Norway: The prosecutor will have imprisonment au pair caseArchive
A wealthy couple from Oslo’s west side could be sentenced to imprisonment for eight months for having abused the au pair scheme. In addition, the couple can be ordered to pay compensation or undergo confiscation, according to prosecutors.
The case revolves around a married couple from Frogner who wanted to have two au pairs. But since only one is allowed at a time, they got a couple of friends to pretend that one of the au pairs would be living with them.
The four are accused of having given false information to immigration authorities and for repeatedly having helped a foreigner to “illegal residence in the country.”
One of the couples is also accused of having made use of ‘foreign labor‘ despite the fact that she did not have the appropriate work permit.
– This is proven beyond any reasonable doubt. This has happened on four occasions, argued prosecutor Hans Petter Skurdal during the court proceedings in the Oslo District Court on Monday.
He added the demand for eight months in prison for the couple.
– The proposed term is surprisingly high, said defender Svein Holden to the news agency NTB.
He stressed that his clients have acknowledged violations of immigration law and expect to be punished for this.
– But not to such an extent, however, says Holden.
The couples were facilitators and should be sentenced to 120 days imprisonment, believes the prosecutors.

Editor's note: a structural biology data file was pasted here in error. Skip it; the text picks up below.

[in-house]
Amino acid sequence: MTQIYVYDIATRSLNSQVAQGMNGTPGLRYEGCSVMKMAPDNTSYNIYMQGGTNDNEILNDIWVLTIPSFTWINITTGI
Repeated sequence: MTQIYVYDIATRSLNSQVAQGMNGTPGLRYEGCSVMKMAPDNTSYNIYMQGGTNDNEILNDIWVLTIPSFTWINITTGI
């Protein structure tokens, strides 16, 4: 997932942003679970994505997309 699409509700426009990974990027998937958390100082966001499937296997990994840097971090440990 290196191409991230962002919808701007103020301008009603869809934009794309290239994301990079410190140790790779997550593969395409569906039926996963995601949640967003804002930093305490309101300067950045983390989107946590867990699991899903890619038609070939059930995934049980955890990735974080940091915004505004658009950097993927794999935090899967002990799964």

– They were aware that there was a matter of working more than usual au pair hours, said Skurdal, who thinks the friends either acted with intent or with gross negligence.
Additionally, the prosecutor believes that the couple who wanted the two au pairs abused the scheme to acquire cheap domestic help.
– We are here talking about illegal work over a period of two years, argued Skurdal in court.
Attorney Gunhild Vehus Heia, counsel for two Filipino sisters who worked with the family in Frogner, presented the court with a report which she believes proves that instead of language tuition and cultural exchanges, her two clients undertook nearly 65 hours of housework a week, far more than an au pair contract of 30 hours a week implies.
Vehus Heia thinks it is important that such cases come to trial.
– It can contribute to prevention, she says to NTB.
The two sisters got the au pair rate of 40 crowns per hour, whilst in reality, they performed a maid’s work, believe the prosecutors.
– The usual hourly rate here is three times as high. It is then easy to feel exploited, Skurdal pointed out in court.
One of the au pairs has demanded a compensation of 855,000 NOK in arrears of salary, as well as reparation limited to 60,000 NOK for physical and mental transient damage that she suffered whilst working for the family.
Her sister has demanded 116,000 NOK in damages plus 10,000 NOK in reparation. The demands are rejected by the couple, who believe that the sisters are lying to get compensation.
They reject that the au pairs worked for long hours or were exploited in other ways, and believe that implicit in the payments were also expenses for free board and lodging.
– It has been very uncomfortable to be portrayed as a “posterboy” for everything that is wrong with the au pair scheme in Norway said one of the defendants, the former business top Ragnar Horn, in court.
Source: NTB scanpix / Norway Today